Food for thought on the midwifery degree

Amber Sage

Faculty: Health, Education, Medicine and Social Care
School: School of Nursing and Midwifery
Course: BSc (Hons) Midwifery
Category: Nursing and midwifery

2 September 2019

We hear in the media about how ‘breast is best’ and of course as a health care professional I need to give women and their families evidence-based information to enable them to make an informed choice about how to feed their babies.

Breast milk provides babies with things that we just cannot manufacture and certainly has huge benefits for both mother and baby but if a woman chooses not to breast feed then there is no shame in that.

Formula milk is readily available to everyone (although it can get a little expensive) and is the closest thing to breast milk that we can manufacture. During my time as a student midwife I have seen a variety of feeding experiences and difficulties for both breast feeding mothers and formula feeding mothers.

Being a new mother is difficult for most and it’s a huge learning curve for everyone (including the baby!!!). I have been fortunate enough as a student to have the extra time to assist new families in feeding their baby in a way that suits the family and keeps the baby full of milk. I have spent hours with breast feeding mothers, helping them with positioning and attachment and giving top tips to enable the smoothest ride possible. I have also spent hours with bottle feeding mothers, showing them how to sterilise the bottles and how to make up feeds.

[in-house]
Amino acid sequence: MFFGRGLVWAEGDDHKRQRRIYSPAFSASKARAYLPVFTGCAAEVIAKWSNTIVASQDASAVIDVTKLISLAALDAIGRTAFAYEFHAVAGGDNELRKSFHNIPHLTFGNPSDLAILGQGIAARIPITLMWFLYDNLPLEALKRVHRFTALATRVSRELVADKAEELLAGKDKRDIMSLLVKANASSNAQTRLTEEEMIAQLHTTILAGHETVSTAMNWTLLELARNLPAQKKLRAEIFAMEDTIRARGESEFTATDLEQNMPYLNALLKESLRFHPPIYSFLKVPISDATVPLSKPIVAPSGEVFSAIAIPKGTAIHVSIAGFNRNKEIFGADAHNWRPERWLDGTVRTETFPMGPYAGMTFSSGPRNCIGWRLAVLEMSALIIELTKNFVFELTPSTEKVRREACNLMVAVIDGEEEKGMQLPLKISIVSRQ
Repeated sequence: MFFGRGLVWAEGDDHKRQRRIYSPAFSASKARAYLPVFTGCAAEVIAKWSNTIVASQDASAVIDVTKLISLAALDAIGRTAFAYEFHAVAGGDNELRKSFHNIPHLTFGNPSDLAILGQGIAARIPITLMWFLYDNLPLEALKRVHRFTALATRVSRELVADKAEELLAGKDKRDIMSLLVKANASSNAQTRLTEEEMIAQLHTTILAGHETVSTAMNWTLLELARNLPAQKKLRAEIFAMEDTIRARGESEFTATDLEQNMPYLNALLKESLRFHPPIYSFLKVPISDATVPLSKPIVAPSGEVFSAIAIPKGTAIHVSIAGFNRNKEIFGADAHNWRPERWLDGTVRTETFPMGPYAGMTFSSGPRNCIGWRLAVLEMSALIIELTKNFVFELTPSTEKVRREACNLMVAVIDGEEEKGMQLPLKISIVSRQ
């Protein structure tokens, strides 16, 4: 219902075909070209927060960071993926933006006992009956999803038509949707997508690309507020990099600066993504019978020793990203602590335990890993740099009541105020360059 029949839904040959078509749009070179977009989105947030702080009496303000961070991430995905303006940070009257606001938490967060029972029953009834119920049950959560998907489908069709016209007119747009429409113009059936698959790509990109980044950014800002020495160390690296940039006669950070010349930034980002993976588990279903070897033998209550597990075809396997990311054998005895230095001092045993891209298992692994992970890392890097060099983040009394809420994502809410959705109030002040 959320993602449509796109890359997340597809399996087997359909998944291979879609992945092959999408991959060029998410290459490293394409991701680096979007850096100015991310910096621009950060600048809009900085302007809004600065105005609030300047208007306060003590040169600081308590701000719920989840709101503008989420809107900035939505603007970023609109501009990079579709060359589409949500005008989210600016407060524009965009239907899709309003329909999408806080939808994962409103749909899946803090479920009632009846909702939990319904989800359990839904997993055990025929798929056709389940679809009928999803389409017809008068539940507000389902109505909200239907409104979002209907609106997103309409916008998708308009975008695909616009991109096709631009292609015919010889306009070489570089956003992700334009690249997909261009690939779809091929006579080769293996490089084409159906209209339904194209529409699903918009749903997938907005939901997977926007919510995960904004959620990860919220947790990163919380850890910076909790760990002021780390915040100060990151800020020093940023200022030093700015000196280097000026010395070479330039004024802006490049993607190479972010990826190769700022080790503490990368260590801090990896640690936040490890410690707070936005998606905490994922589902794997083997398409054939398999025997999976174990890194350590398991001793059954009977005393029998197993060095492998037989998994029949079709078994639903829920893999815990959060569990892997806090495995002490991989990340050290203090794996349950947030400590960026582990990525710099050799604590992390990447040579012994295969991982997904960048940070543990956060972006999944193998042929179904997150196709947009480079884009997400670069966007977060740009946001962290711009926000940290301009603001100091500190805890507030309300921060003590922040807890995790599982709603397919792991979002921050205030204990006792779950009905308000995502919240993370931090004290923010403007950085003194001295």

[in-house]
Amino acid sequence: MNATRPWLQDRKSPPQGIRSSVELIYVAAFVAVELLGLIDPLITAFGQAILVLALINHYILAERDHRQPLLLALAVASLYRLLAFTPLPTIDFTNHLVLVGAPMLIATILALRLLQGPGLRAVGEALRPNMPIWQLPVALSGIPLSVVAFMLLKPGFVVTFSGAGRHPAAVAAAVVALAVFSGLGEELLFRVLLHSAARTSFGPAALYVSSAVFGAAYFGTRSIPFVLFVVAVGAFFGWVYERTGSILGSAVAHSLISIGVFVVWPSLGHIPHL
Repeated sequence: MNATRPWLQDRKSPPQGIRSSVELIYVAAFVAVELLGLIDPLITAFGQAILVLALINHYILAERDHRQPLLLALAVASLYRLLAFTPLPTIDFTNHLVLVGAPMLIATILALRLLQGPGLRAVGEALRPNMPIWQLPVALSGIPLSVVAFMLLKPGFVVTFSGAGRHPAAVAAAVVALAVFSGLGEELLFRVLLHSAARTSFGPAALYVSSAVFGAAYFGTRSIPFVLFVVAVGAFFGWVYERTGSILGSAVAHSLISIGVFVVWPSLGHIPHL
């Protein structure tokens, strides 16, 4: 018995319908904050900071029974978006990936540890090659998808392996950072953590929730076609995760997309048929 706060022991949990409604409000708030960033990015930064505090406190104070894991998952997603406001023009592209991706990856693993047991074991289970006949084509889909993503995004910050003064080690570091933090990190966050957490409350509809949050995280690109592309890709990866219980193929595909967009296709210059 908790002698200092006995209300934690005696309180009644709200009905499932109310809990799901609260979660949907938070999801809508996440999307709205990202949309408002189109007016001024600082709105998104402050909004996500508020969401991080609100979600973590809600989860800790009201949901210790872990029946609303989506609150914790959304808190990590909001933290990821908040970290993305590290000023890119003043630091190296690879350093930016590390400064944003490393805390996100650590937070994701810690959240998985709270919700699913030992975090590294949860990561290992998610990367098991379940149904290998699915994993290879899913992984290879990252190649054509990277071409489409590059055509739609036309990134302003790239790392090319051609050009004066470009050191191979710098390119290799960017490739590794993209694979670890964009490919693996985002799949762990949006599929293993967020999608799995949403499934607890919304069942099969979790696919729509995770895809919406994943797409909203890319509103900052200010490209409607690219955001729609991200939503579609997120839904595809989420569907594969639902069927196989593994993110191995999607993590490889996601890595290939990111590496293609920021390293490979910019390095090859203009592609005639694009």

At university we have an infant feeding specialist who is actually a lactation consultant and is very, very knowledgeable. We are taught the best skills in assisting mothers to attach the baby to the breast but also have lectures on formula feeding. The BSc (Hons) Midwifery pre-registration course was awarded full UNICEF Baby Friendly Accreditation in July 2014 due to Martina Donaghy's hard work and dedication to breastfeeding. I can safely say she has taught me all I know about breastfeeding and the time and effort she puts into teaching us what we need to know has benefited us all in practice, allowing us to assist with breastfeeding.

Of course learning how to assist women in university is a bit different to doing it in practice, but the more you offer to assist the women and babies the more your confidence will grow. It’s a lovely feeling when you spent quality time with women, their babies and their families to assist with getting breastfeeding off to a good start. Having the knowledge taught in university, alongside some patience and practice really does enable you to help women.

I hope to continue to assist with feeding throughout my career and tackle any issues along the way ensuring the mothers' wishes are met and babies have full tummies!


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